Six organizations dedicated to Black mental health get $3 million boost

Ekua Asabea Blair

By making strategic investments to help address the specific challenges faced by Black Canadians and other equity-deserving groups, including heath inequities shaped by discrimination and stigma, six Toronto-based organizations received $3 million in Toronto to support the mental health of Black individuals and communities. 

These projects aim to promote positive mental health by increasing mental health literacy, better distribution of culturally informed mental health resources, and educational sectors that serve Black clients about ways to combat and address systemic anti-Black racism, and using art as a method of expression.

Today’s investment builds on an earlier announcement the Government of Canada made in February of $198.6 billion over 10 years to improve health care services for Canadians, reduce surgical backlogs, support health workers, and improve integrated mental health and substance use services.

According to Minister of Mental Health Carolyn Bennett, this is an opportunity “to talk about the mental health issues faced by Black individuals and communities, and what is being done to improve access to culturally safe and informed mental health care. These six Toronto-based organizations are doing incredible work to support Black mental health through community-based projects that meet the needs of people where they live and access services.”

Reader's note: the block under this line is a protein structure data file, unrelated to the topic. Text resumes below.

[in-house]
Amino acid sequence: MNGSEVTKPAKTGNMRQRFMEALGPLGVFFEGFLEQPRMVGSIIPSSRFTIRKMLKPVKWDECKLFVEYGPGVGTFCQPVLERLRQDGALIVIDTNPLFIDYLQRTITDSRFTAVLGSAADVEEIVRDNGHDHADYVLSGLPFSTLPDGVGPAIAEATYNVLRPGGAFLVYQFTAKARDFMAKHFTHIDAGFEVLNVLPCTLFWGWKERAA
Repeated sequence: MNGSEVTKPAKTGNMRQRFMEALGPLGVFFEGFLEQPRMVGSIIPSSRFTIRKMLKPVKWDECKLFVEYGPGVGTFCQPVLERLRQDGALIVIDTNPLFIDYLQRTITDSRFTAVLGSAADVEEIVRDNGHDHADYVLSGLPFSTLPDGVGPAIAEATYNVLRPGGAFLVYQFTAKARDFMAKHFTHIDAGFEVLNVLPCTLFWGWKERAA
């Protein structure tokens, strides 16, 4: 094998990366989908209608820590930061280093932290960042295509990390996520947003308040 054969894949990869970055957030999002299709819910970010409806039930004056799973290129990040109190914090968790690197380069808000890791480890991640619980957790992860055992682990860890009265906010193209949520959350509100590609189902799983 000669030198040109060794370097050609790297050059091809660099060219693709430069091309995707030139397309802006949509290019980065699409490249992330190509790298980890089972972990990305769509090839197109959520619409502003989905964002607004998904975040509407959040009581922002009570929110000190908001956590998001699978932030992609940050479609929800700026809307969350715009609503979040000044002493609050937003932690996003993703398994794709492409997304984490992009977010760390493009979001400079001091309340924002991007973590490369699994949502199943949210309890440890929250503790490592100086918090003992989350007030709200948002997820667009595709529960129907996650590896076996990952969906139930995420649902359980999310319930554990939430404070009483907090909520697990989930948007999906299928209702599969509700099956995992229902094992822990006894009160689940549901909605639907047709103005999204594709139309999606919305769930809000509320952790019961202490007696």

Ekua Asabea Blair of Abiona Centre for Infant & Early Mental Health added: “The mental health of young Black mothers has been disproportionally affected by the COVID-19 pandemic. We need to intervene now to stop the negative impacts of the pandemic from being passed down to their children. This critical funding from PHAC will promote positive mental health, resilience, and educational attainment and outcomes for Black adolescent mothers and their children through a home-visiting model. We are grateful to PHAC for their significant investment in young Black lives.”

“Supporting mental health and well-being ensures that those who face systemic barriers have access to the resources they need to thrive,”

Mental health promotion and mental illness prevention are critical components for well-being and can help reduce demands on the health care system. Community-based projects focussed on mental health promotion have the potential to improve health outcomes over the life course.